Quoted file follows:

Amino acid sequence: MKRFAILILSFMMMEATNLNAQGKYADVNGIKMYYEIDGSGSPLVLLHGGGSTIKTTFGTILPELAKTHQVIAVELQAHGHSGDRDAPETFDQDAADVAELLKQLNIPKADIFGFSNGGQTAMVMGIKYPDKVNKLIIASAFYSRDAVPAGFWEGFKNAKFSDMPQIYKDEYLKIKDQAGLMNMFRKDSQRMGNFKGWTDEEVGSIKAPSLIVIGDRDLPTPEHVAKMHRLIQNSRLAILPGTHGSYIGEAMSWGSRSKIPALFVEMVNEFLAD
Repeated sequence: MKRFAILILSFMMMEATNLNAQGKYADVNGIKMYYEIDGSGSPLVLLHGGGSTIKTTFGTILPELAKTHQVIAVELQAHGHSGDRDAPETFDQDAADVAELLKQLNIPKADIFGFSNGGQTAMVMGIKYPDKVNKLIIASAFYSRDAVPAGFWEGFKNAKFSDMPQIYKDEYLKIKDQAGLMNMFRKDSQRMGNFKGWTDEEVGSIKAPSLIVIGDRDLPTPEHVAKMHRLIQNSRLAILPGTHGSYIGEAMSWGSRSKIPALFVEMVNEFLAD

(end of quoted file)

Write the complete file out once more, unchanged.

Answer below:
Amino acid sequence: MKRFAILILSFMMMEATNLNAQGKYADVNGIKMYYEIDGSGSPLVLLHGGGSTIKTTFGTILPELAKTHQVIAVELQAHGHSGDRDAPETFDQDAADVAELLKQLNIPKADIFGFSNGGQTAMVMGIKYPDKVNKLIIASAFYSRDAVPAGFWEGFKNAKFSDMPQIYKDEYLKIKDQAGLMNMFRKDSQRMGNFKGWTDEEVGSIKAPSLIVIGDRDLPTPEHVAKMHRLIQNSRLAILPGTHGSYIGEAMSWGSRSKIPALFVEMVNEFLAD
Repeated sequence: MKRFAILILSFMMMEATNLNAQGKYADVNGIKMYYEIDGSGSPLVLLHGGGSTIKTTFGTILPELAKTHQVIAVELQAHGHSGDRDAPETFDQDAADVAELLKQLNIPKADIFGFSNGGQTAMVMGIKYPDKVNKLIIASAFYSRDAVPAGFWEGFKNAKFSDMPQIYKDEYLKIKDQAGLMNMFRKDSQRMGNFKGWTDEEVGSIKAPSLIVIGDRDLPTPEHVAKMHRLIQNSRLAILPGTHGSYIGEAMSWGSRSKIPALFVEMVNEFLAD